Although not from a farming background, farming has got into the blood of Northumberland artist Mary Ann Rogers.
To be more specific, it is the Swaledale sheep which surround her studio in West Woodburn, north of Hexham – a fine breed of sheep, said Mary Ann.
Perhaps not surprisingly, these attractive sheep, with their horns and distinctive faces, have found their way into her pictures. She watches them on a daily basis, as they move around the fields outside her studio home.
It comes as a surprise to learn that her view of them is often as agricultural as it is artistic.
Her neighbours are farmers John and Susan Scott of Low Leam Farm, West Woodburn, and come spring time Mary Ann is along most days, helping with the lambing.
That’s not the only contribution she makes – you will find her wrapping fleeces at clipping time, and at this time of year, she is over at the pens helping to dress the lambs for sale.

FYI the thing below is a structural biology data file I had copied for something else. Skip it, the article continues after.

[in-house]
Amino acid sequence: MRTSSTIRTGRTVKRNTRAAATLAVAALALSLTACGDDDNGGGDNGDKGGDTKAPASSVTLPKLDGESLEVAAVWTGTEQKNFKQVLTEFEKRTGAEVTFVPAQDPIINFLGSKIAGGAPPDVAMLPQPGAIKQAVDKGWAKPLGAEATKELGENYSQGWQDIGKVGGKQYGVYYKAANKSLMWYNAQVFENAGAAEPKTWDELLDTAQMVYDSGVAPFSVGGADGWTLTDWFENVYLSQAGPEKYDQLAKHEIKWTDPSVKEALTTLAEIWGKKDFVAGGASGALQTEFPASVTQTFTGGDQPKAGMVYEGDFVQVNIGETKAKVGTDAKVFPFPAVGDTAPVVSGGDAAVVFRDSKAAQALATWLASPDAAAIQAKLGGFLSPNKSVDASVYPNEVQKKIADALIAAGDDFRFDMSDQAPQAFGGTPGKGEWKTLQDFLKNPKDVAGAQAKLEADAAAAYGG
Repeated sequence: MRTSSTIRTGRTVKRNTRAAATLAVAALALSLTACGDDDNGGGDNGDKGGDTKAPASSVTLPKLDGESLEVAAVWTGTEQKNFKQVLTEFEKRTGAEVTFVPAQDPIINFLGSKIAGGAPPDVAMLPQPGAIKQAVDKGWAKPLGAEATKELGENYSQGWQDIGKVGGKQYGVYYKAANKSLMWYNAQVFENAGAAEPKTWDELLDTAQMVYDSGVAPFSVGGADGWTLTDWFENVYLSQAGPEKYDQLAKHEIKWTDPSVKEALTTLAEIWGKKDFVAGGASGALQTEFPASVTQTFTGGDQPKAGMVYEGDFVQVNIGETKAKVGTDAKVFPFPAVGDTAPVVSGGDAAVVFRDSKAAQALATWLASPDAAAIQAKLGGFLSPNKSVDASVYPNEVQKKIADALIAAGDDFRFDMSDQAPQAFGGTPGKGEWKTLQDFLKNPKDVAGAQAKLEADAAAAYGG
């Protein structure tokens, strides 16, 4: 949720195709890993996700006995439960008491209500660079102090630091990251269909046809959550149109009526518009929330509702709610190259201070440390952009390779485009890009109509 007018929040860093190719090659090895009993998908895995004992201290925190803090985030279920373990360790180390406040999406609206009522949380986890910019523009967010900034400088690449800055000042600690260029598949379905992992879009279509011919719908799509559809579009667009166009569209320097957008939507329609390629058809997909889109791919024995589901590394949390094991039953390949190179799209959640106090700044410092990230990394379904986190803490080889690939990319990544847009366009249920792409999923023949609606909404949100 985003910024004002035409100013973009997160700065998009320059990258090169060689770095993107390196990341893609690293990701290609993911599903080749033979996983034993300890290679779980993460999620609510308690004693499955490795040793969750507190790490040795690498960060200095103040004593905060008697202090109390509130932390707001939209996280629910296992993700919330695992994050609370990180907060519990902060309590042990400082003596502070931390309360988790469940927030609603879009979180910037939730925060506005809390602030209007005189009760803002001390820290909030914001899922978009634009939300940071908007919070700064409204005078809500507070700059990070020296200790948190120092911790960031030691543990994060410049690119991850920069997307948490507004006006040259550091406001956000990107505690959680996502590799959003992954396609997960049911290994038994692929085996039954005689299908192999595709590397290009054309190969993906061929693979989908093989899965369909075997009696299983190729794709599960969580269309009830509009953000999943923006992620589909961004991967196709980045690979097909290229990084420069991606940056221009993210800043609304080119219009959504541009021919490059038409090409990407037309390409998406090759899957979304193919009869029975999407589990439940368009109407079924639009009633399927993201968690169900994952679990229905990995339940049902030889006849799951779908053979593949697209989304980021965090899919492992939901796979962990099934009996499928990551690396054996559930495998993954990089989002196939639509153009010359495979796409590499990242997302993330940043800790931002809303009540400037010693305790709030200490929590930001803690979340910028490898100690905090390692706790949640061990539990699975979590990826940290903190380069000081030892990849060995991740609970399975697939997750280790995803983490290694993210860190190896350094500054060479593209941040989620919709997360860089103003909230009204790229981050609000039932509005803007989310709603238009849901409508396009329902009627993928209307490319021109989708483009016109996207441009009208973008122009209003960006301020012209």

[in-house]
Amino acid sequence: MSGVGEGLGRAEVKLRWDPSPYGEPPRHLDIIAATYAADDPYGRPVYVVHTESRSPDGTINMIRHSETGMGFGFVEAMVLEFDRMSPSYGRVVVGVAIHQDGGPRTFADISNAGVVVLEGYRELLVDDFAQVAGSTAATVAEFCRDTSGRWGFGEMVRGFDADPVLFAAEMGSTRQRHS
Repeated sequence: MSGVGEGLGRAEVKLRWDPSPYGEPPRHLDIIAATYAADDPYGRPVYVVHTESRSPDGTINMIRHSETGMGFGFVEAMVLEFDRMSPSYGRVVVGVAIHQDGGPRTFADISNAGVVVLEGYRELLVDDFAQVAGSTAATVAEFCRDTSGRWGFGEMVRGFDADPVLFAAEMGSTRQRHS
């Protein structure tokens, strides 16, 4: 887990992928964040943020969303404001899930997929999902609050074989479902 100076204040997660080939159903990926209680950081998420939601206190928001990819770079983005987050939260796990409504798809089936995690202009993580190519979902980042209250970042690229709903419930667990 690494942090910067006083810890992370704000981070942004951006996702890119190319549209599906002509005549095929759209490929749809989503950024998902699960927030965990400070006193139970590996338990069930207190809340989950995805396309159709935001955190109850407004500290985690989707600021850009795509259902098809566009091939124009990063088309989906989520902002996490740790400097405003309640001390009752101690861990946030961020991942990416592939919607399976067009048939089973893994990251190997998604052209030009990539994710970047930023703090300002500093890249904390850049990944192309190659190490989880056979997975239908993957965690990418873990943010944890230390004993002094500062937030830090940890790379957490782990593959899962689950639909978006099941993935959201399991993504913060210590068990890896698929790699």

The Swaledales are an iconic Northern England hill sheep which are more than 200 years old. They originated in Yorkshire and have a distinctive appearance and a good reputation for hardiness and productivity.
Mary Ann says the images of the sheep have joined her in her studio. “I have chosen to paint the Swaledales because they are synonymous with my area.
“As an artist I find them interesting; their colour, their fleece and the white patch on their noses give me a wonderful contrast to paint.”
A mark of her engagement with the countryside, their appealing faces are about to be as familiar and popular throughout the world as the other creatures that Mary Ann has painted.
One of the UK’s top commercial wildlife artists, her hallmark studies of hares, hounds and wildlife have turned her into one of the UK’s leading animal artists and her work is frequently exhibited in top galleries around the country.